By David J. John
For those new to the format of this program, as part of the process of writing this annual story, Joe Arnett of Deloitte, Maureen Maratita of Guam Business Magazine and I meet with many of the top businesses written about within this publication to discuss the economic trends of their company, their industry and Guam and the islands.
Each year a clear economic pattern forms from the discussions of these meetings. As we conducted our meetings for this year’s report it wouldn’t take Nostradamus to predict that military and federal expenditures to the island reached record number in 2020-2021 and that tourism was flatlined.
Federal spending to include COVID pandemic programs in excess of $1 billion and In fiscal 2020 the Department of Defense spending of $365.1 million on Marine Corps related projects in fiscal 2020, according to the interagency Coordination Group of Inspectors General for Guam Realignment Annual Report helped keep the island afloat. If you include the usual federal spending on salaries, military construction (non-Camp Blaz) and benefit programs, the island received in the ballpark of $3 billion in federal spending. Please note, numbers for federal spending on purposely vague as depending on who we spoke with the numbers seemed to change.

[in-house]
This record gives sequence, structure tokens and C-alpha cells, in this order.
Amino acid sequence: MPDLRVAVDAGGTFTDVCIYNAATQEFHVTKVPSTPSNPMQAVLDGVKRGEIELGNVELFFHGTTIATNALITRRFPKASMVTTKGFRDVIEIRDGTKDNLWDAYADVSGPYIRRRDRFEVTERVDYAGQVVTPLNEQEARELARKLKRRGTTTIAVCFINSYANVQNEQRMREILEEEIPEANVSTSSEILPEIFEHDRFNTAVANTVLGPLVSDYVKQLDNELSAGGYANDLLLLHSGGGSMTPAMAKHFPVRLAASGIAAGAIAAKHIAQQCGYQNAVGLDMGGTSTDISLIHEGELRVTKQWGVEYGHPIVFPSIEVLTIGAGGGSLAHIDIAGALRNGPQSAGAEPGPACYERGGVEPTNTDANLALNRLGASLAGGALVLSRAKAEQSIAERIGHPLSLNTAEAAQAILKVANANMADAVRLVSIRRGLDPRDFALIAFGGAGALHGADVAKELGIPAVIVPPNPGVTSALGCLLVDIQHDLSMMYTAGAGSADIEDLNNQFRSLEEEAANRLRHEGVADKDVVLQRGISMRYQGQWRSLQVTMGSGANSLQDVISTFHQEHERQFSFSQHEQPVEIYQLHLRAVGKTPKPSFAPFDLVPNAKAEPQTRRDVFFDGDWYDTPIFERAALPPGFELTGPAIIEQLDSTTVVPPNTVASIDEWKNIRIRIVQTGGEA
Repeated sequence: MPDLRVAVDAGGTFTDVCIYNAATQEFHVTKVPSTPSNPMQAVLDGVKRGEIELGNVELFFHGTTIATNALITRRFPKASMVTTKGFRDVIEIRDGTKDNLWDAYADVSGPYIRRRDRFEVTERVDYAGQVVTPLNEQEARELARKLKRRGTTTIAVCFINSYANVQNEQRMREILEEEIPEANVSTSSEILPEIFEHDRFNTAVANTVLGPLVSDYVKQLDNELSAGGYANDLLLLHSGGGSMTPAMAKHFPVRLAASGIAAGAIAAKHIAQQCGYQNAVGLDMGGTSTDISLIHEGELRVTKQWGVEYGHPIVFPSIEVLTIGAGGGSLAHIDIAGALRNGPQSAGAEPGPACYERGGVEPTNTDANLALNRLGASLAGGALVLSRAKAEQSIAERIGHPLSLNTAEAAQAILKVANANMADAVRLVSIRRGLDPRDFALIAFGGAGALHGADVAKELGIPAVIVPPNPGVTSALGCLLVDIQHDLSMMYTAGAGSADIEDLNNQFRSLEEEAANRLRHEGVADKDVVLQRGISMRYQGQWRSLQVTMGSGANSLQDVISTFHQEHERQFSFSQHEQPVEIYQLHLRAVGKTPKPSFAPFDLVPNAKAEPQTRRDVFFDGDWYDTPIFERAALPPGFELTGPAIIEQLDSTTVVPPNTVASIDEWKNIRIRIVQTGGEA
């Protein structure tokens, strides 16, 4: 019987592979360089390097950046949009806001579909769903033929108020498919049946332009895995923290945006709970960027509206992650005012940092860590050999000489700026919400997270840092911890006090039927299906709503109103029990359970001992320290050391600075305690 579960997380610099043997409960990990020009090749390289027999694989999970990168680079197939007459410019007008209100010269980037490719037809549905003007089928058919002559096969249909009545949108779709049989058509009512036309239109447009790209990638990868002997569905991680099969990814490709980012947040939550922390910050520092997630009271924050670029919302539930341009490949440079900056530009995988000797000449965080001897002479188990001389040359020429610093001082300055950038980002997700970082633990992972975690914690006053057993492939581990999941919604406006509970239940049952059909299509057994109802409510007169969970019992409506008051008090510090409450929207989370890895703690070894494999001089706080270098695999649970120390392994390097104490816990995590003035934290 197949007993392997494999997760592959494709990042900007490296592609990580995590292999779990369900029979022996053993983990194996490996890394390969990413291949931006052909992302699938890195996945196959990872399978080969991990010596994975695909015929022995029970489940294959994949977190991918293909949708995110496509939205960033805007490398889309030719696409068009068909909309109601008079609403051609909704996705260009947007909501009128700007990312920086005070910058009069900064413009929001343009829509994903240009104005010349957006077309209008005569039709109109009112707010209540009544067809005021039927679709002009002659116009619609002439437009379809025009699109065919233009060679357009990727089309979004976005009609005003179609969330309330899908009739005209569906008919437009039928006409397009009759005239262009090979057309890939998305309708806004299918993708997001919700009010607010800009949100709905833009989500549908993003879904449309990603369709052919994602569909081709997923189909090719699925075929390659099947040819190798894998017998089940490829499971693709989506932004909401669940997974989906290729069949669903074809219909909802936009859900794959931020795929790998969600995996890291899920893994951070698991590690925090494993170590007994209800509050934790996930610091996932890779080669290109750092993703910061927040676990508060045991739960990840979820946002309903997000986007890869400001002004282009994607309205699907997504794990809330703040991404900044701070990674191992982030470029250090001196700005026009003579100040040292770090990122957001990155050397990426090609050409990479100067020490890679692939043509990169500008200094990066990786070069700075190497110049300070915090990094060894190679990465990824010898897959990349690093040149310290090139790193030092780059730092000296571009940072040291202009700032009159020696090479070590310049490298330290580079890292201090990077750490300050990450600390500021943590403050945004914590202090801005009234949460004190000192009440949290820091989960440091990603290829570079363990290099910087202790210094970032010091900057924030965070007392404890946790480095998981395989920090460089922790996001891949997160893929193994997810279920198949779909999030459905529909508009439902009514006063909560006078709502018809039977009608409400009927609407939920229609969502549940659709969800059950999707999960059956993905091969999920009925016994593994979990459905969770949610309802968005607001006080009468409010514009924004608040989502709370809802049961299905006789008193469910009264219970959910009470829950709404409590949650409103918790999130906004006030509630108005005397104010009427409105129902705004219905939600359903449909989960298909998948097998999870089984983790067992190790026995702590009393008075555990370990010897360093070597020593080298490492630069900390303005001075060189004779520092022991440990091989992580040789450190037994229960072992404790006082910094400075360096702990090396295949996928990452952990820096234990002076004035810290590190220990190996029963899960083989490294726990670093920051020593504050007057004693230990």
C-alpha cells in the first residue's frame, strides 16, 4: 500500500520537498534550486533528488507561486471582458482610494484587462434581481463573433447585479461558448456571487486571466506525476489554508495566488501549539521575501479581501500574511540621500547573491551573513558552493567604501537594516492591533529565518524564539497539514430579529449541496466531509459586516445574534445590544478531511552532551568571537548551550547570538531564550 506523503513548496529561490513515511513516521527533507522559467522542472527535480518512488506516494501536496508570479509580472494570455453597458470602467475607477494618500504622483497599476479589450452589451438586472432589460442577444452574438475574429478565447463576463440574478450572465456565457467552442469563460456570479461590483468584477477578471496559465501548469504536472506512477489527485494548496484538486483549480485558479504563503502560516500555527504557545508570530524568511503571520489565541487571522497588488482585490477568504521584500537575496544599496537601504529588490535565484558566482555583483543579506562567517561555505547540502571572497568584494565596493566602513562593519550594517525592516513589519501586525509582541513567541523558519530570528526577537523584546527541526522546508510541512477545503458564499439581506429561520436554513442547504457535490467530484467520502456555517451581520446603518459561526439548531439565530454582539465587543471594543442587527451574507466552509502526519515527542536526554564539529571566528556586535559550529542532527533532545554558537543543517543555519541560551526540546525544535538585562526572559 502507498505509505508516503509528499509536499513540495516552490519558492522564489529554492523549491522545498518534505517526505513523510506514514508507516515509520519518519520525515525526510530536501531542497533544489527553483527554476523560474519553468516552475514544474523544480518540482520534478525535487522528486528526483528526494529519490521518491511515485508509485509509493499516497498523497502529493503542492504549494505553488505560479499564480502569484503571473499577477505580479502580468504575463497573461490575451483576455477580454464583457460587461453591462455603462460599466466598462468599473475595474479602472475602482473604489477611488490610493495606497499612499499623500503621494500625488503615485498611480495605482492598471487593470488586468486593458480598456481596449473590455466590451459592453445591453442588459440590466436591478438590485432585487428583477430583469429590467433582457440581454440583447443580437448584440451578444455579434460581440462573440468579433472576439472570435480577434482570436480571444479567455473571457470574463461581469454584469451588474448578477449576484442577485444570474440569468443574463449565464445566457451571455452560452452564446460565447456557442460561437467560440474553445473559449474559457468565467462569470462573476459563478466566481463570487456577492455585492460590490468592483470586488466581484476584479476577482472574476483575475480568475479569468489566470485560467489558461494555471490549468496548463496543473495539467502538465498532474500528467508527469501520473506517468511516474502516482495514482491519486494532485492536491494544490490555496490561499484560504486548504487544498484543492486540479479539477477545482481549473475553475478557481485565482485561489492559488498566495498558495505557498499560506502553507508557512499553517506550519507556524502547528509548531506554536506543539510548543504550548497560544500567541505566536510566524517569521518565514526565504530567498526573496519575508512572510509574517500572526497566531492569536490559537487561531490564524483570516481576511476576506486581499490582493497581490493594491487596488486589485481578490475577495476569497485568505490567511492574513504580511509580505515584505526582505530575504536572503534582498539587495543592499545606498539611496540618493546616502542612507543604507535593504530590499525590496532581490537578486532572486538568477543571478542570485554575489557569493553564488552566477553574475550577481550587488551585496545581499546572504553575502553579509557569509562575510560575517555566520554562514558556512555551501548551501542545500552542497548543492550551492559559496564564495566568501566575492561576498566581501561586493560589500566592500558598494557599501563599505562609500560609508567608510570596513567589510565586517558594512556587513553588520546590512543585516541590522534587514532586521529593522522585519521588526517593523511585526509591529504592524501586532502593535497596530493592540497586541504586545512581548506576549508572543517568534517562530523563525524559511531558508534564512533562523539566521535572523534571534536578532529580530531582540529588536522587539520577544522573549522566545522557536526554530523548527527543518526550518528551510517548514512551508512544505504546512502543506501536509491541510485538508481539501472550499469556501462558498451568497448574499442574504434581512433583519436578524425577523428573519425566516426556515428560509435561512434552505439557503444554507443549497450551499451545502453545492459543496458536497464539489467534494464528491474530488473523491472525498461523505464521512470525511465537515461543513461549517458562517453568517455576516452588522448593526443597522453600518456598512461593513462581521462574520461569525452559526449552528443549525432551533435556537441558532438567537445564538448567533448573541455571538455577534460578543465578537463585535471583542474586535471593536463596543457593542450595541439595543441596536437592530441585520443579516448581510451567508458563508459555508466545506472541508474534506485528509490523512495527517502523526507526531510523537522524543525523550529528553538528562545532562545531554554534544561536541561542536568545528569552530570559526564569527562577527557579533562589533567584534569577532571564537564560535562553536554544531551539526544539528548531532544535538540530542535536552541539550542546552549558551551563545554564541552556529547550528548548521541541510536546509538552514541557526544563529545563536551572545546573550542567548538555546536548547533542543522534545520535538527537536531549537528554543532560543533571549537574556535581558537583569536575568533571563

The Guam port saw an increase in port visits and exercises not only from our forces and our allies in the region, but even one of the Queen’s aircraft carriers. The HMS Queen Elizabeth visited the island twice in about a month to undergo some scheduled maintenance, as well as to provide for some R&R, as other ports in the region have shut down accepting foreign vessels to their ports.